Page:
Here is the most recent list of sessions sponsored (or co-sponsored) by Food Geographies WG RGS-IBG for the RGS-IBG AC 2017.
At the RGS IBG webpage (click here) you can find a full list of advertised calls for sessions, papers and posters for the RGS-IBG Annual International Conference 2017.
Convened by: Charlie Spring, University of Salford
Sponsored by: Food Geographies Working Group
2016’s conference saw a pair of sessions discussing reflexivity, political engagement and related issues in the doing of food research, aimed primarily at postgraduate and early career researchers. This year we’d like to extend this discussion to a session exploring the 2017 conference theme. It aims to draw out some of the dynamics of power, oppression and coloniality that many of us encounter in our research into food and the systems of its production, consumption and wastage. Specifically, we invite reflection into the research ‘gaze’ and the researcher’s role, and its potential to reproduce the very oppressions and omissions it may seek to reveal and even counter.This session will provide a safe and gentle space for such reflection.
Sponsored by Coastal and Marine Research Group & Food Geographies Working Group
Convened by Carole White (University of East Anglia, UK)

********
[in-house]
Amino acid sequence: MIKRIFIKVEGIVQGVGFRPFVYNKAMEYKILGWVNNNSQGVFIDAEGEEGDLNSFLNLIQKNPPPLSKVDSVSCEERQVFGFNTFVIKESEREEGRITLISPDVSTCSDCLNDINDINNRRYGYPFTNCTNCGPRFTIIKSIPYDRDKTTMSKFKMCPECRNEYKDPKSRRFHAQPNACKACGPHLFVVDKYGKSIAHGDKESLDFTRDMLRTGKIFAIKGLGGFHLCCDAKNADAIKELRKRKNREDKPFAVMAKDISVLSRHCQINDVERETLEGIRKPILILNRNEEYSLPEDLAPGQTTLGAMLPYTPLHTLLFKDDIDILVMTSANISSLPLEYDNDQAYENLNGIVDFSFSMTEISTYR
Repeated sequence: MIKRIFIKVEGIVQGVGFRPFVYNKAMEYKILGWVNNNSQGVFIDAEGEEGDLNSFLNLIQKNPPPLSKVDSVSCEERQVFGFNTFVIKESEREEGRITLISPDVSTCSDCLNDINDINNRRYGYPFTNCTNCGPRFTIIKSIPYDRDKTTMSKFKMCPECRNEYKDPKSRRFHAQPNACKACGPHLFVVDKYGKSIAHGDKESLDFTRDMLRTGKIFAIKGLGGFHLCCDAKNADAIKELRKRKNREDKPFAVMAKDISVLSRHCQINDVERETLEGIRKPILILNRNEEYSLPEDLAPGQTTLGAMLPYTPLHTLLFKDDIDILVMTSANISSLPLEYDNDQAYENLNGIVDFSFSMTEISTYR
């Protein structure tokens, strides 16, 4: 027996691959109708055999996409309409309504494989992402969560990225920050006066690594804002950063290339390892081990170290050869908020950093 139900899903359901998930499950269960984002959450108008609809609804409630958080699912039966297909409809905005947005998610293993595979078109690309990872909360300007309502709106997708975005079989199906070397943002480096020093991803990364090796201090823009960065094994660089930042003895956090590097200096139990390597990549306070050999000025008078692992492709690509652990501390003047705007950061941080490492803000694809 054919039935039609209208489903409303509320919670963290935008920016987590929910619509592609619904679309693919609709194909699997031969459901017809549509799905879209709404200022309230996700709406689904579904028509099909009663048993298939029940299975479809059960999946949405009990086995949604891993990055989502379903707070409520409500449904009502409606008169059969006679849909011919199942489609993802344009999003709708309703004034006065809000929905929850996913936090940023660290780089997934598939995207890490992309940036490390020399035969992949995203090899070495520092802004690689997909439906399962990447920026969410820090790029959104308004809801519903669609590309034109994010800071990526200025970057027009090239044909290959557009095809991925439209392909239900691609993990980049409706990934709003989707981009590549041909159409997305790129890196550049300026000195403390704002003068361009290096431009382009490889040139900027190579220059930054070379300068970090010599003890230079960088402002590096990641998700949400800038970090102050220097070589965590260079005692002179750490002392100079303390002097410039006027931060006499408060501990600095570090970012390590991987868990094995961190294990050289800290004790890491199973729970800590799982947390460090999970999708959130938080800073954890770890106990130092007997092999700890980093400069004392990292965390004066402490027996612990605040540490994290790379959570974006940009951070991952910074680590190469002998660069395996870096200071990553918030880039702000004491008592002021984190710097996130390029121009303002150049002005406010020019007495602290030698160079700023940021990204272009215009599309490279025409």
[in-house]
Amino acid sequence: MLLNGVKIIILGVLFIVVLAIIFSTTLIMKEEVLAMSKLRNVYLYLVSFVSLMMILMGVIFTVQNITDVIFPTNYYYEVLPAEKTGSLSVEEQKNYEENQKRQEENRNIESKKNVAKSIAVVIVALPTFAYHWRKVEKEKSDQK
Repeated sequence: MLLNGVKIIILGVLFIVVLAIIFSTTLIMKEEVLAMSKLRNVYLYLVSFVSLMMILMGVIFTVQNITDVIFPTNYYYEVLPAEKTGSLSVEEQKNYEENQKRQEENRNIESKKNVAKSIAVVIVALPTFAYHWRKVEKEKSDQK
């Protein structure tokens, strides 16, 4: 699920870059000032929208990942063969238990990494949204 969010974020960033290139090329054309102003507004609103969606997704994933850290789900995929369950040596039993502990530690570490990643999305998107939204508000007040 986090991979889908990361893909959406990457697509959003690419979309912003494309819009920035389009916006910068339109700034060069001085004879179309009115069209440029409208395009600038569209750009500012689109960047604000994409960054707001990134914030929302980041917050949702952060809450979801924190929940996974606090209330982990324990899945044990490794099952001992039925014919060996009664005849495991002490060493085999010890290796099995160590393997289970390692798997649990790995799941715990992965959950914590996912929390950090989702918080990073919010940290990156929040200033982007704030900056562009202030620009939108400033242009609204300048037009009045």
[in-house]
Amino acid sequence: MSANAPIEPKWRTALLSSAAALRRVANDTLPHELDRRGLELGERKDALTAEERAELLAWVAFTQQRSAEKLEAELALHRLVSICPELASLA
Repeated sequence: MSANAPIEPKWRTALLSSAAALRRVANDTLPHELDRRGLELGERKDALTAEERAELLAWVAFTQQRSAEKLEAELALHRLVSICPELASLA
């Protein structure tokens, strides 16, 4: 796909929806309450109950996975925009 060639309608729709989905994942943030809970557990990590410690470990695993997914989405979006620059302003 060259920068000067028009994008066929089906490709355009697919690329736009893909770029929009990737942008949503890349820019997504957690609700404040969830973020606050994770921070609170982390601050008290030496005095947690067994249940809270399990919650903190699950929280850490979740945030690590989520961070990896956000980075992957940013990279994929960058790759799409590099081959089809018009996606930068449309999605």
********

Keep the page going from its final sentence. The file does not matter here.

Global seafood production continues to increase every year with an ever-growing proportion coming from aquaculture in the Global South. Eating fish is promoted to consumers as a healthy (low fat, high protein and omega 3) and environmentally friendly food choice (lower carbon footprint). However, concerns including overfishing and environmental damage have increasingly led to demands for ethical seafood sourcing standards by consumers and retailers in the Global North. The number of labelling schemes has grown over the last few decades, with marked differences in standards including ethical concerns over labour use, animal and human health, biodiversity loss and ecosystem conservation. Although certification and other schemes aimed at changing consumer behaviour are often heralded as the path towards achieving sustainable and resilient food supply chains, little research exists on whether such schemes help to achieve improved outcomes for the environment, or justice for those working in food production. The development of ethical food schemes has in some cases placed high demands on small scale producers, particularly in the Global South exacerbating inequality and leading to injustice in some of the poorest parts of the world. Continue reading